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# Meta Math

posted by languagehat at 5:37 AM on April 13, 2006

What he means is, there are some mathematical problems that we will NEVER be able to prove- they are unprovable. He is not saying it is not worth trying to prove anything hard, he is saying some hard things are unprovable and we may just have to take them as a given.

For instance, in computer science, the question does P=NP is hugely important to many, many ideas. No one has been able to prove if P is or is not equalt to NP for the past 30 years. Even though it is not proven, it is widely assumed that P does not equal NP and many practical and important works have been based on this assumption. Chaitin is saying that we math could benefit from making some assumptions like this, especially if the problem ends up being unprovable.

posted by gus at 7:52 AM on April 13, 2006

Wow, this fits nicely with a pet theory of mine that mathematics is not Platonic, i.e. it is not "inherent in the universe" or "true whether or not anything exists" or "existing in a higher dimension" or something like that.

My hypothesis is that mathematics is the formalization of the naturally evolved capacity of human beings to abstract and categorize in order to better control their environment, i.e.

In this interpretation, mathematics is only a tool -a beautiful and powerful one nonetheless- that enables humans to reason about their world. Therefore, the limits inherent in the world itself are made visible to us by their reflection in mathematics.

What do y'all think about this?

posted by koenie at 2:42 PM on April 17, 2006 [1 favorite]

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# Meta Math

April 13, 2006 3:32 AM Subscribe

Gregory Chaitin's Meta Math! The Quest For Omega

"Okay, what I was able to find, or construct, is a funny area of pure mathematics where things are true for no reason, they're true by accident... It's a place where God plays dice with mathematical truth. It consists of mathematical facts which are so delicately balanced between being true or false that we're never going to know, and so you might as well toss a coin." From Paradoxes of Randomness.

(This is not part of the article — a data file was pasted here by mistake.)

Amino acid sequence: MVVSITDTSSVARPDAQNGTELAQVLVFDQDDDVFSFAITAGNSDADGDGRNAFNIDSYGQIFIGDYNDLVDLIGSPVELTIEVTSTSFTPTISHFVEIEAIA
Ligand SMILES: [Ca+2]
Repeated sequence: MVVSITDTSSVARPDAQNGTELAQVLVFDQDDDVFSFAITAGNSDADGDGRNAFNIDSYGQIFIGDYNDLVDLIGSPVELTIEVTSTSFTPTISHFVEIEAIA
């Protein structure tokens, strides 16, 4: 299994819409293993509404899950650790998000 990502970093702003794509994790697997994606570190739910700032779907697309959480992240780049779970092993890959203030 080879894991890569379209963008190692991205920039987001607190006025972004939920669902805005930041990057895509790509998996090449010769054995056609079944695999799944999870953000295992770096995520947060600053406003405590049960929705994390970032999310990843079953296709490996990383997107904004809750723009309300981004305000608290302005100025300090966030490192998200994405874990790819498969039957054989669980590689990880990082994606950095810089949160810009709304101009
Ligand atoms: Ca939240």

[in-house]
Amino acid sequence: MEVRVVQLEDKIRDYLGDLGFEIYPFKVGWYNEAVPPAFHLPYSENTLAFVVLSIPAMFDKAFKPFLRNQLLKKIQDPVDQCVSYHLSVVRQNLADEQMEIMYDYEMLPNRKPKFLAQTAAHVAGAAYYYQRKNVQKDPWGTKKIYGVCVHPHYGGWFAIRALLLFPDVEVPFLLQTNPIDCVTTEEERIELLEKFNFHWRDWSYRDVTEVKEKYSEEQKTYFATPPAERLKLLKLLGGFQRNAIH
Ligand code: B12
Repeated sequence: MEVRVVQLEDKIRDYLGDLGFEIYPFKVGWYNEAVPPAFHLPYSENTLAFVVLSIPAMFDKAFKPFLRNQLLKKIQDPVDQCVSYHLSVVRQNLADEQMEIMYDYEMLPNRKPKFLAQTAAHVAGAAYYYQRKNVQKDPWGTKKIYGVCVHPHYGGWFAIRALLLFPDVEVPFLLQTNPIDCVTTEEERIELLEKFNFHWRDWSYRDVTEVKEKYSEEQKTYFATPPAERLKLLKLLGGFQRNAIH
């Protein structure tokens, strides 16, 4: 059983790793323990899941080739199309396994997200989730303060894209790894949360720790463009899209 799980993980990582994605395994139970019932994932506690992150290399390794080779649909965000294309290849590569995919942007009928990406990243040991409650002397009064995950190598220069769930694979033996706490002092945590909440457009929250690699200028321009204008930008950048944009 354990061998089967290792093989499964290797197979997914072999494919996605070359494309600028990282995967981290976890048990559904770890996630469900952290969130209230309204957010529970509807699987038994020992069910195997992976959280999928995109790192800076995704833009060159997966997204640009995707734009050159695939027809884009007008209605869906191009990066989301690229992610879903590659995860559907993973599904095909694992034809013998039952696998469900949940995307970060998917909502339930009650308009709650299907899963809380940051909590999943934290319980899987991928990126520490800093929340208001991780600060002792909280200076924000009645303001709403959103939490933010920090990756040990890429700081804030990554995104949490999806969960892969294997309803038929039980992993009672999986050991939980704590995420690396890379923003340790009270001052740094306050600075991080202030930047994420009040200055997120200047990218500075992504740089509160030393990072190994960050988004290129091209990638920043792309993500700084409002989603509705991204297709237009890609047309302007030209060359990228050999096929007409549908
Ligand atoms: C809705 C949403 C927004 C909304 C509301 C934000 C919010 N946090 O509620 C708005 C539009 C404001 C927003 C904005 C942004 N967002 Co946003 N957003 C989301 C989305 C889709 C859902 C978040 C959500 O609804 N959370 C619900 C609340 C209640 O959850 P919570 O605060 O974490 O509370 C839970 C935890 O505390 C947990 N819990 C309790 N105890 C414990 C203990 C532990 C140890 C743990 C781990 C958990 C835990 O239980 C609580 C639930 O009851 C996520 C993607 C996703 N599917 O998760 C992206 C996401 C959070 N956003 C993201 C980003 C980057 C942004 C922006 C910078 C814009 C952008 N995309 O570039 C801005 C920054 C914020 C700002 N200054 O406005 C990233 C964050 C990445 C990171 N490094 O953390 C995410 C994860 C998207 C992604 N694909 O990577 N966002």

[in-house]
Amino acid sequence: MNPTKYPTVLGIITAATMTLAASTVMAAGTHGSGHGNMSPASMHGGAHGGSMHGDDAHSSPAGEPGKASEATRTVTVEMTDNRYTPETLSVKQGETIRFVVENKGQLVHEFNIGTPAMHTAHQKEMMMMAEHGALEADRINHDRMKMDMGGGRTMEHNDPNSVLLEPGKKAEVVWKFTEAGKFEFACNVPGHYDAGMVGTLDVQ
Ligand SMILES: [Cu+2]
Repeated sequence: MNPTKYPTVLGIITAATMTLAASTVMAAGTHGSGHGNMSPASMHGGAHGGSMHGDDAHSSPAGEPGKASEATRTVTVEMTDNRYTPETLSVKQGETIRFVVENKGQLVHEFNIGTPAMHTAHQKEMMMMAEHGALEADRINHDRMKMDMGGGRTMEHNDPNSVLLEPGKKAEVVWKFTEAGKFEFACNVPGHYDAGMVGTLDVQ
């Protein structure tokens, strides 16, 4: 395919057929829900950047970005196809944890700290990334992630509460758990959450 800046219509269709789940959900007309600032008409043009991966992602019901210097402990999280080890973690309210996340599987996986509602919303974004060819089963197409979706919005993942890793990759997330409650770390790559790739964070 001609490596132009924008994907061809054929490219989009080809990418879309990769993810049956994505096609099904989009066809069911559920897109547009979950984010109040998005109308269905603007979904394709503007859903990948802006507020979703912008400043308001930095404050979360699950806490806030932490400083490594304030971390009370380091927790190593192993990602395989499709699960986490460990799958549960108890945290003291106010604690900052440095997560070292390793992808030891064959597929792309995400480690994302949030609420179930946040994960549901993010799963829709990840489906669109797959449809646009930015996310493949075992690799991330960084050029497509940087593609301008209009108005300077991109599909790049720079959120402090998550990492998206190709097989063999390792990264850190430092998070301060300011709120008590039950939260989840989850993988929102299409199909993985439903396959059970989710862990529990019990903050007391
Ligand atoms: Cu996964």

"In my opinion, Omega suggests that even though maths and physics are different, perhaps they are not as different as most people think. To put it bluntly, if the incompleteness phenomenon discovered by Gödel in 1931 is really serious — and I believe that Turing's work and my own work suggest that incompleteness is much more serious than people think — then perhaps mathematics should be pursued somewhat more in the spirit of experimental science rather than always demanding proofs for everything." From Omega and why maths has no Theory Of Everythings.

[previously, see also, via]

"Okay, what I was able to find, or construct, is a funny area of pure mathematics where things are true for no reason, they're true by accident... It's a place where God plays dice with mathematical truth. It consists of mathematical facts which are so delicately balanced between being true or false that we're never going to know, and so you might as well toss a coin." From Paradoxes of Randomness.

"In my opinion, Omega suggests that even though maths and physics are different, perhaps they are not as different as most people think. To put it bluntly, if the incompleteness phenomenon discovered by Gödel in 1931 is really serious — and I believe that Turing's work and my own work suggest that incompleteness is much more serious than people think — then perhaps mathematics should be pursued somewhat more in the spirit of experimental science rather than always demanding proofs for everything." From Omega and why maths has no Theory Of Everythings.

[previously, see also, via]

Dammit, it's "math" not "maths". Otherwise this is some fascinating stuff that takes me back to my university days, but reminds me of why I hated the theoretical stuff so dang much. :)

posted by antifuse at 4:17 AM on April 13, 2006

posted by antifuse at 4:17 AM on April 13, 2006